It depends on who you talk to.
After several years of considerable improvements in safety, the annual number of traffic deaths is again on the rise in California. In fact, in 2010 there were fewer California traffic fatalities than during any other year since World War II, but there has been a 13 percent increase since 2010.
Whether you're a pedestrian, cyclist, motorcyclist, or, driving a private passenger vehicle, every time you get on the road in Los Angeles, you're at-risk for an accident. It's no secret the streets pose a danger to everyone on them, and, the statistics bear this fact out. In fact, City of Angels drivers kill bicyclists and pedestrians way above the national average, according to a study conducted by the University of Michigan Transportation Research Institute. The reason? It's simply a matter of sheer exposure, where there's such density, 7,000 people per square mile, there are going to be more collisions. Injury and fatality crashes are quite commonplace, and, the numbers don't show a whole lot of disparity by travel type.
You've probably heard the cliche, "nobody walks in L.A." Well, the numbers certainly don't support that misnomer, and what's worse, the grim statistics demonstrate quite a different, grim reality. Los Angeles is only second the the Big Apple in the numbers of pedestrian deaths. In the latest figures available, the U.S. Department of Transportation's National Highway Traffic Safety Administration reveals that about 100 pedestrians are killed each year in the City of Angels, that's not many less than NYC, which had nearly 130 pedestrian deaths. Bicyclists certainly don't fare much better in L.A., and, if you're a male, over 20 years of age, and live in California, you're more likely to be struck by a car while on a bike. The problem is so large, that in the past, the Los Angeles Police Department tried to curtail the number of pedestrian deaths by issuing expensive jaywalking tickets. Compared to national stats, 14 percent of all traffic fatalities involve pedestrians, but in L.A., it's 41 percent of all traffic fatalities. What's more, across the Golden State, 21.4 percent, or about 1 in 5 incidents, of traffic deaths involved pedestrians, according to the NHTSA.
What do you think is the most dangerous and deadly driving condition? Is it snow or ice? Nope; turns out its rain. So if it seems rainy commutes are the most dangerous times to drive, it's not just your imagination; it's a statistical fact. A new analysis of federal data shows rain causes more driving fatalities than snow in 39 out of 50 states. In fact, car accidents are the deadliest weather hazard in the United States - whether caused by rain, snow, fog or wind - and kill about 7,000 Americans a year.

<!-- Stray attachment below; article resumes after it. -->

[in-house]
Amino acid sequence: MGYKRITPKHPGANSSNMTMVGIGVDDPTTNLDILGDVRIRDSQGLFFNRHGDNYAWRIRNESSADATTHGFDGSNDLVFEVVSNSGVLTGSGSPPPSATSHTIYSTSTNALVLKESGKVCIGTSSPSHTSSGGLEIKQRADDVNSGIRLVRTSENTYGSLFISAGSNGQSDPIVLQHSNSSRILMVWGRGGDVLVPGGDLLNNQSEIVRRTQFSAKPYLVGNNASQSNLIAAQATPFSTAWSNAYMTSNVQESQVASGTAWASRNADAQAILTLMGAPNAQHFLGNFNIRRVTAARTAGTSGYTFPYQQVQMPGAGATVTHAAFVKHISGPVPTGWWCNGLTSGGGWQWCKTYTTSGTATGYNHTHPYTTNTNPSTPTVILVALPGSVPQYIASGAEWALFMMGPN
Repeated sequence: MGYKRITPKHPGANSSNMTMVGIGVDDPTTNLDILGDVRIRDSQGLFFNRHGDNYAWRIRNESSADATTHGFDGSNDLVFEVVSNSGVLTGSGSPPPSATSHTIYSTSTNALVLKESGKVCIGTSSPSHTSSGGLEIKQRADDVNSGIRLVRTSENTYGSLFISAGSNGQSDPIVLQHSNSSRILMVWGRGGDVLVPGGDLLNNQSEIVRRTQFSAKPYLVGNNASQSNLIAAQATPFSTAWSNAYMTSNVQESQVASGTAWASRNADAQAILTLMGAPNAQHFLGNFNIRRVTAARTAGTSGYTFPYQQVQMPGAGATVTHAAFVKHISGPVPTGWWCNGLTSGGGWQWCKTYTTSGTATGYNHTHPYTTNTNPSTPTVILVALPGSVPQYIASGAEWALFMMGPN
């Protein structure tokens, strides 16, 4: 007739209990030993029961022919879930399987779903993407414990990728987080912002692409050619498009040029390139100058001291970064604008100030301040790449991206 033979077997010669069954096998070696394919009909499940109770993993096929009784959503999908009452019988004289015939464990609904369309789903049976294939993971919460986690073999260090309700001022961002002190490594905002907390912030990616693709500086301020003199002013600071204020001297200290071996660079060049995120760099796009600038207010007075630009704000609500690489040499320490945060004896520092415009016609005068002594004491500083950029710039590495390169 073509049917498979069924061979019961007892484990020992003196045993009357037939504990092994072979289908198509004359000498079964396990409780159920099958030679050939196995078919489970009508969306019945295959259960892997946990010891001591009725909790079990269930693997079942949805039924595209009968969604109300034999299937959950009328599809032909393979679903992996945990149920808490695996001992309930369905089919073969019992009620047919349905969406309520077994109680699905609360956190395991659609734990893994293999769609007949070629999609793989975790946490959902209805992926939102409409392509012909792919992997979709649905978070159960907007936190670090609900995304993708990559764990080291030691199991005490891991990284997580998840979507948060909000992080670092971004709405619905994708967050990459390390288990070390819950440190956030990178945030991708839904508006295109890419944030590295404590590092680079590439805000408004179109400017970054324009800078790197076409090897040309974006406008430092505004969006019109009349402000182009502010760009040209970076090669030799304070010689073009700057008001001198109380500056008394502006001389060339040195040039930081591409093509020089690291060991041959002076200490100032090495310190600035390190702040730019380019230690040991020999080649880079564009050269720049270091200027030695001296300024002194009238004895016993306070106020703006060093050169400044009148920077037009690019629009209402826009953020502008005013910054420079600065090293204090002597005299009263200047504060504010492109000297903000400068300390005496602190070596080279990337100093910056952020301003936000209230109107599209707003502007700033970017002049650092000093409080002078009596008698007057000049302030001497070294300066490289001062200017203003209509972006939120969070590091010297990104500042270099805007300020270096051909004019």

Is it any wonder that many millions of Americans view would-be exculpatory statements made by automotive executives at press conferences and before congressional bodies with a strong measure of cynicism?
We alluded to the seemingly intractable problem of misdiagnosis in medical facilities across the United States in our immediately preceding blog post. In today's entry, we spotlight some of the catalysts that notably contribute to diagnostic error.
It's certainly reasonable to assume that the bottle of pills you're now carrying out of a Ventura County pharmacy that were prescribed by your doctor contain the correct medication for dealing with your diagnosed medical condition, right?
On average, California state regulators spent nearly $270,000 per day -- that is, every day -- on programs aimed at promoting highway safety during a recent year.
The National Safety Council has revealed some data about car accidents in the first half of 2015, and the results are dismaying. According to the NSC, drivers have traveled a little bit more in the first half of the year. In 2007, the previous high for miles traveled in first half of the year, drivers logged 1.23 trillion miles. This year, it was up to 1.26 trillion miles. That's a pretty modest increase from the previous high, and it isn't too far from other previous years (roughly a 3.4 percent increase, according to the source article).
Everyone has an ego.
Among the biggest fears that many patients across California and the rest of the country have regarding hospital admittance is that they might become the victim of medical malpractice.